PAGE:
Dunlap recommends reading reviews from past guests. “Pay attention to any complaints about cleanliness,” he says. “That could be a hint that a host doesn’t take enough measures to clean their property in between guests.”

Drill down your criteria

Think about what your travel needs will be in light of COVID-19, Badia says. For example, “If the local restaurants are closed and you’ll need a kitchen to cook meals, find out what cooking equipment the kitchen is stocked with,” she says.

Looking to rent a house for a large group? There may be a limit of how many guests you’re allowed to have, says Badia.

Look at cancellation policies

If you haven’t made a reservation yet, make sure to find out what a host’s cancellation policy is before you book their property. Pro tip: Airbnb lets you filter your search to only look at properties with flexible cancellation policies, such as free cancellation up to 24 hours before check-in.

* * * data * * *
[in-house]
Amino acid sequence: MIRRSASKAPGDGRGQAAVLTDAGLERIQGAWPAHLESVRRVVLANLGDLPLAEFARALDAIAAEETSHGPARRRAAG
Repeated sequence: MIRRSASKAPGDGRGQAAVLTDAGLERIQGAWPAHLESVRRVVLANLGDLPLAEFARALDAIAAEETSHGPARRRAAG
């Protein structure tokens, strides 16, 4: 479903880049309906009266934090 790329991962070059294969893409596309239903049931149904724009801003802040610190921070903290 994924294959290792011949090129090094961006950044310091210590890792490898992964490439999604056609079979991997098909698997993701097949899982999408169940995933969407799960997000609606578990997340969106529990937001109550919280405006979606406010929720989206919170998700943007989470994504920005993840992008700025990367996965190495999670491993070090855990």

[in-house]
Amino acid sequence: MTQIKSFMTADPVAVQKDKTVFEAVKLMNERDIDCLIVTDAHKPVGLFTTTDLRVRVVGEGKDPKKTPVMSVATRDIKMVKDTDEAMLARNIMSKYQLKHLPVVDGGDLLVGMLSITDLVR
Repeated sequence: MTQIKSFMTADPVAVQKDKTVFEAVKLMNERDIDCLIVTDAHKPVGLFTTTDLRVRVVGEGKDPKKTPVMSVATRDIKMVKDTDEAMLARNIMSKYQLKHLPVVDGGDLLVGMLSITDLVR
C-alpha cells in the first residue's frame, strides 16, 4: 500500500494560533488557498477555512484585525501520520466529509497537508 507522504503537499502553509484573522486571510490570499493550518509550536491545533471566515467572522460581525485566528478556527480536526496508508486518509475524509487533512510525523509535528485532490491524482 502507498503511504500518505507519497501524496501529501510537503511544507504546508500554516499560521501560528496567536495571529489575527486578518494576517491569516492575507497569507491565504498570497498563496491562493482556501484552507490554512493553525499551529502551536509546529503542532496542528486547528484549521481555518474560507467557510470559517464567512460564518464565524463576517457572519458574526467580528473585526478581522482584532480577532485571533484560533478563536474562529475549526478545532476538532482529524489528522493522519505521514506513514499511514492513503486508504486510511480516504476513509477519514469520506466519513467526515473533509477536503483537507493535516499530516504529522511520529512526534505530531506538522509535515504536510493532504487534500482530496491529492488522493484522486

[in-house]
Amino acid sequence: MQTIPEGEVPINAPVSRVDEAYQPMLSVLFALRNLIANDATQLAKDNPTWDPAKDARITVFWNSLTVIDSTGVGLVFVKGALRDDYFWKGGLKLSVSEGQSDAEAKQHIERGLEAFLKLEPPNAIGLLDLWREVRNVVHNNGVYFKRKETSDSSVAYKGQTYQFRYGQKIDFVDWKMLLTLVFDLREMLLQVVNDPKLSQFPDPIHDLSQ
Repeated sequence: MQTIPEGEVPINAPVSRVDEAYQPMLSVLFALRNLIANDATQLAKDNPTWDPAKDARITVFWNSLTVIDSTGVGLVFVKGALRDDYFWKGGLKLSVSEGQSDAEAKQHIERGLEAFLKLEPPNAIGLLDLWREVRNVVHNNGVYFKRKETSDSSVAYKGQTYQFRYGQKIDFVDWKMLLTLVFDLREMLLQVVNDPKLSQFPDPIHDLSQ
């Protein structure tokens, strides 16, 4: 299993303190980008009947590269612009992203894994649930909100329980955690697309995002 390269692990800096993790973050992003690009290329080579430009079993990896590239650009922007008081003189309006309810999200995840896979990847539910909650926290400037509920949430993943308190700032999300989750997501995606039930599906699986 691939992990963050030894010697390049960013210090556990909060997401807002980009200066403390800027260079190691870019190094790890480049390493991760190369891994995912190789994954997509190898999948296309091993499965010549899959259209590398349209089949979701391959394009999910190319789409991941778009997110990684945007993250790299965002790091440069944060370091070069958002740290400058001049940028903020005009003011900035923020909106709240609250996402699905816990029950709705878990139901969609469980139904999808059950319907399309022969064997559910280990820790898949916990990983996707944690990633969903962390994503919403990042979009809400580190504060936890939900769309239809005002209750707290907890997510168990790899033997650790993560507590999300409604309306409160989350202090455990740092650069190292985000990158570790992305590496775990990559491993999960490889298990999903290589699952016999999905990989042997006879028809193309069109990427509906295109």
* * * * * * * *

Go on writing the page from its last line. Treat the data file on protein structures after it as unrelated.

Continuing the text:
(FYI: Airbnb reservations made on or before March 14, 2020, with a check-in date between March 14, 2020 and June 30, 2020, are entitled to a full refund under the company’s extenuating circumstances policy.)

Stay abreast of travel restrictions

Domestic travel is your best option. In fact, the CDC recommends Americans avoid all nonessential international travel at this time.

Once you’ve made a reservation, stay up to date on COVID-19 infection rates in your destination. If there’s a resurgence of cases in the area, you may want to cancel or postpone your trip, Dunlap says.

Consider buying travel insurance